Cult Choir, based out of Portland, Oregon, is a hard band to put a definitive thumb on. The band’s most recent release, Fantasy 6, drips with nostalgic prettiness and sweetness, but recedes into darkness without any fair warning. The band self-labels as “Goth Doo-Wop,” a descriptor which I believe is quite fitting, accurately capturing both the dark tortured 80’s INXS moments and the breezier, beachier throwback segments of sound.
The opening track “Hours” sets the mood with a paper-thin drum and guitar groove, embellished by some nicely concealed synths and reverb-y hormonal love howls. But the sweetness quickly curdles into a dark soliloquy called “Light,” accompanied by a jazzy guitar motif, the 6/8 feel reinforced only by some sparse finger snaps. Through a barrier of sophisticated musicality and a self-serious vibe, a considerable serving of quirk manages to escape through the cracks and float to the ceiling, especially evident in the acappella first half of track 4 (“Memories”). Cult Choir’s weirdness comes out full force on “Novi,” a track which distinctly reminds me of Boston freak-psych outfit Quilt with its synth drones and twangy guitars.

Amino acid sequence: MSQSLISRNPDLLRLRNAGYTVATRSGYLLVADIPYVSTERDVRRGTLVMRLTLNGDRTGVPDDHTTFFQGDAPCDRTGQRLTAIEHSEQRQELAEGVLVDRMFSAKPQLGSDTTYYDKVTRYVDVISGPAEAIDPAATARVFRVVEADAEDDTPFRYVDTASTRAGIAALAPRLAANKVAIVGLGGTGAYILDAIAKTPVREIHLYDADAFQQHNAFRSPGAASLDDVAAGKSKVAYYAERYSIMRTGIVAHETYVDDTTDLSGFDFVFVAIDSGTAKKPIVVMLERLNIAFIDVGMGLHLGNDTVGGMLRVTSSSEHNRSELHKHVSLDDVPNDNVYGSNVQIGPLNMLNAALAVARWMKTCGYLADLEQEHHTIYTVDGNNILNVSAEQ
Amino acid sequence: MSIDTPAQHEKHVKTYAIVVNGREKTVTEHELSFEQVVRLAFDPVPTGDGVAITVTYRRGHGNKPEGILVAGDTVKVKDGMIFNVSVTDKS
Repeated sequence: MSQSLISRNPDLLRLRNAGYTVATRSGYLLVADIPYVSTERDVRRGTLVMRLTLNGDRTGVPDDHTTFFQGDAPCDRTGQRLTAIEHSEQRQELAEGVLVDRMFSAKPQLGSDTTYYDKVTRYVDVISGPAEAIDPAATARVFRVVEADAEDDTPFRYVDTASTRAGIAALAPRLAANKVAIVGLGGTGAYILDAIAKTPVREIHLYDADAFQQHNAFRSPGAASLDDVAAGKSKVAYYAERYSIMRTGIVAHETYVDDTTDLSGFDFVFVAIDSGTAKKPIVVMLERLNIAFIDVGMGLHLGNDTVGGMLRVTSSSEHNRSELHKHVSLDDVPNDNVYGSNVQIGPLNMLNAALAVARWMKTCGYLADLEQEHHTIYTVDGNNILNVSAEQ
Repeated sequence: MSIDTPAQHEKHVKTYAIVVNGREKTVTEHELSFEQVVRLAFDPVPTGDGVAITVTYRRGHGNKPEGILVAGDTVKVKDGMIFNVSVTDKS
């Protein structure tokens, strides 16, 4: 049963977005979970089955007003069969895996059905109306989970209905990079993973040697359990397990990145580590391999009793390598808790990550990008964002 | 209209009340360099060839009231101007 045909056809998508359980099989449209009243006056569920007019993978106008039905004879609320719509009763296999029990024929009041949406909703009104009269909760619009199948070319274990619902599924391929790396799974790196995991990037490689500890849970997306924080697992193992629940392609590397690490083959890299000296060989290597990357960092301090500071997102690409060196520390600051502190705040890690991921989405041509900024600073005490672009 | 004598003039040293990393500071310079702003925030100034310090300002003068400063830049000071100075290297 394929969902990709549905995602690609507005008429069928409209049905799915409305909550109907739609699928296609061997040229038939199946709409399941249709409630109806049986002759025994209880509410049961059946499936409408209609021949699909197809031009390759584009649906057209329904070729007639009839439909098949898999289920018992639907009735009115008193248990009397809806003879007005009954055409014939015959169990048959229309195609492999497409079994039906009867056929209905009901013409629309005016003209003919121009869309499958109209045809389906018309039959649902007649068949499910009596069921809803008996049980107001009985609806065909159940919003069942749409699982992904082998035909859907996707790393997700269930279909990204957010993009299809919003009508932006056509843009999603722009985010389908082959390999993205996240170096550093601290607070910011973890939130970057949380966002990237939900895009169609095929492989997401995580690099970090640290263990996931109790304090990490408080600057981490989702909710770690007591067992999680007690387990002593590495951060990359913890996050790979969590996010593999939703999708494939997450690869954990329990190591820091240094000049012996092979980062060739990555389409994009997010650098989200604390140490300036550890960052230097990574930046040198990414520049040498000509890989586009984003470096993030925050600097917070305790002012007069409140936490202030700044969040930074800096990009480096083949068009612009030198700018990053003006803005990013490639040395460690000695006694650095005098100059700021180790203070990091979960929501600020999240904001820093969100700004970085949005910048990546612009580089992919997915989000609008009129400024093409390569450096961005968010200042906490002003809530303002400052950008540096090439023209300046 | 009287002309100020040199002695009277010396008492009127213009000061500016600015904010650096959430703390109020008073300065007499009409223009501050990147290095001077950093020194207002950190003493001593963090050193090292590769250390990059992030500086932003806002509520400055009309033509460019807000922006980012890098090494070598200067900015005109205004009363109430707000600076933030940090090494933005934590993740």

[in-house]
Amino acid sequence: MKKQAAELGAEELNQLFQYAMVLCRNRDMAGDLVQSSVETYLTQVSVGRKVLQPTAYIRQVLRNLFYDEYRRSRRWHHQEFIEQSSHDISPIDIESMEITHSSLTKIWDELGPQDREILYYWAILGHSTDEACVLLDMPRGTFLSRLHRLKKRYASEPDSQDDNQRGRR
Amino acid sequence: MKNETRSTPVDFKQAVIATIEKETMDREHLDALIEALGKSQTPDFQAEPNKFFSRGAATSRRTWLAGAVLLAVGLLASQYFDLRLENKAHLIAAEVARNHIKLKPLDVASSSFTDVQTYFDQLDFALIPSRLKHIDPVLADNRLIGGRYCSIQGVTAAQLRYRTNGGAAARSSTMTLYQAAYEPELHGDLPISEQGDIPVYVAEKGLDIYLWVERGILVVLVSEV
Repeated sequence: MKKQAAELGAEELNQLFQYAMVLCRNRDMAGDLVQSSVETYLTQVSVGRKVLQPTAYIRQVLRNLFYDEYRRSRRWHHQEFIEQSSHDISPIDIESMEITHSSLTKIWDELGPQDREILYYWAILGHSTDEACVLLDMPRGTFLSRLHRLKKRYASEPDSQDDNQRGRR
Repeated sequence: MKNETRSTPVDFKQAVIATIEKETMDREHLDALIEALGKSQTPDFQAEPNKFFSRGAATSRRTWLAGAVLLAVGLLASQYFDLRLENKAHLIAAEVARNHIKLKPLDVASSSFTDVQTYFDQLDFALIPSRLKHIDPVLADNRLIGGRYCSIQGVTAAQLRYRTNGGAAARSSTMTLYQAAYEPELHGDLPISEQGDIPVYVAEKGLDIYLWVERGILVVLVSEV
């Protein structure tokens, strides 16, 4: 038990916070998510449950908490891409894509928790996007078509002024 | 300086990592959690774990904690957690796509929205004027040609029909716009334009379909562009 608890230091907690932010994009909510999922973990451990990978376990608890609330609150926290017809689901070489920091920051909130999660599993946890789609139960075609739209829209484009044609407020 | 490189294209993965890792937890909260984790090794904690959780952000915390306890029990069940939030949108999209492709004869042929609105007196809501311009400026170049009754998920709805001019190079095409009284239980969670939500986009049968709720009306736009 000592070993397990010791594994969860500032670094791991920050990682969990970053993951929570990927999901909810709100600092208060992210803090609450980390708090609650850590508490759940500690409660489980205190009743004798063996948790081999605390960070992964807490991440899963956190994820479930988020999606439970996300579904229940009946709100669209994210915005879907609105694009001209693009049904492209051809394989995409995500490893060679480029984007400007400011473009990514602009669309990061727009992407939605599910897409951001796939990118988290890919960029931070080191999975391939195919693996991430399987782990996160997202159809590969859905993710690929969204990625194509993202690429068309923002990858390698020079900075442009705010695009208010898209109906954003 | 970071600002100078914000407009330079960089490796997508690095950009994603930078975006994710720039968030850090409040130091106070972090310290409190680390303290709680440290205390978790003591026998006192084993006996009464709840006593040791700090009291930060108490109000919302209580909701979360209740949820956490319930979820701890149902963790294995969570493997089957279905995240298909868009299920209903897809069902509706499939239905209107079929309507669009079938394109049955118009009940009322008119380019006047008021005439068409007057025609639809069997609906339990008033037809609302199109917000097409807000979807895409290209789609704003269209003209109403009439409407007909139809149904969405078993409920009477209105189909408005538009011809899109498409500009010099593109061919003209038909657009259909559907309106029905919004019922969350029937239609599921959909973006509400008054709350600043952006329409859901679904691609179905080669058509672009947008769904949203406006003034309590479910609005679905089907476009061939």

…paper-thin drum and guitar groove, embellished by some nicely concealed synths and reverb-y hormonal love howls.
“Cheated” is the track which, to my ear, most successfully steps out of the present tense and transports listeners to a different era of music entirely. The guitar strut figure which leads into the track could be a Buddy Holly/Roy Orbison era radio rip, until the track implodes into a downtempo art-rock fade out around the 1:30 mark. “Reach,” with its accordion dirge, sounds like it could have come from Zach Condon’s songbook in the most complementary terms possible (I know Beirut is a derogatory band of sorts to some), but is still a fresh take on the bygone “Old World, old time” obsession that was so popular 2007-2009.
Fantasy 6 is the kind of album that can brighten up a gray day, or blunt the radiant sunshine on a day you’re just not feeling it too hard (sad boiz unite!) But most importantly there are some fresh ideas here, despite the recycling and repetition of these concrete sounds and motifs. Cult Choir can move in a variety of directions for subsequent releases, and I’ll be keeping tabs on these fellahs.
Check em on bandcamp.